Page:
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Recent policy measures, in step with the government’s mission of Housing for All by 2022, augur well for developers and end-users alike.
Developers stand to benefit from grant of infrastructure status to affordable housing, which will promote priority lending, resulting in easier availability and lower cost of finance for them. The amendment of section 80-IBA, relaxing the condition of completion timeline of a project for tax deduction to five years from three years will encourage them to venture into large projects. The shift in eligibility criteria from “built-up area” to “carpet area” will increase unit size by about 25 per cent, helping home buyers in urban areas own larger units and allowing developers more elbow room to develop affordable projects.
Beneficial measures for end-users include refinancing of Rs 200 billion of individual housing loans by NHB in 2017-18, extension of interest subvention scheme, increase in the quantum and duration of loans under the Credit Linked Subsidy Scheme of Pradhan Mantri Awas Yojna (PMAY) and allocation of an additional Rs 80 billion under PMAY-Gramin.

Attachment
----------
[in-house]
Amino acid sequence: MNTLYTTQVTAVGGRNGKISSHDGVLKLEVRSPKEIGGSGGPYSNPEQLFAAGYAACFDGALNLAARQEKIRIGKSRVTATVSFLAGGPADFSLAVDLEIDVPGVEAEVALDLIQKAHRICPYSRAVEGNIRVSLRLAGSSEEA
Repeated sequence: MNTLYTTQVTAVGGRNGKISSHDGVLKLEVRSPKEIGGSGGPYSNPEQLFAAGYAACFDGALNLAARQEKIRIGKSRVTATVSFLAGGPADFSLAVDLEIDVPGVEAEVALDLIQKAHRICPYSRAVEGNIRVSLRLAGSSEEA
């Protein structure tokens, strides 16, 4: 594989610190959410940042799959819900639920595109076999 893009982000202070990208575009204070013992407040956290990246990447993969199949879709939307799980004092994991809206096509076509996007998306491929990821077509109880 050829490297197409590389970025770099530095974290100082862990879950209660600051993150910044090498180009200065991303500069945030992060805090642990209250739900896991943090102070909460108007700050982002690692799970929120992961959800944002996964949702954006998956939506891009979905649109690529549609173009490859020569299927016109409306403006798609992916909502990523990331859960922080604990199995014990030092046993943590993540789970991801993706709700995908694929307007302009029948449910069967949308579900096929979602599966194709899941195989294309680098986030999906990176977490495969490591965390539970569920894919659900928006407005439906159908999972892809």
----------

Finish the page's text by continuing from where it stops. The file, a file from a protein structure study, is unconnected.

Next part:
However, challenges remain. For developers, availability of affordable land and delay in approvals are big issues, making single-window clearance and an online system for plan approvals an imperative. For customers from economically weaker sections, who are typically involved in small, informal businesses, the lenders’ requirement of IT returns poses a challenge.
Says Manish Jaiswal, Business Head - Real Estate Ratings, CRISIL: “Construction of over 3.75 million units per year is required to eliminate urban housing shortage by 2022 and the sops announced in the budget for affordable housing are likely to align loan EMIs with rental values, encouraging customers to use the ownership model. Infrastructure status and change in eligibility criteria from built-up to carpet area will have the maximum impact. It remains to be seen what policies the government introduces for improving ease of doing business, making land acquisition cost-effective and lending to economically weaker sections.”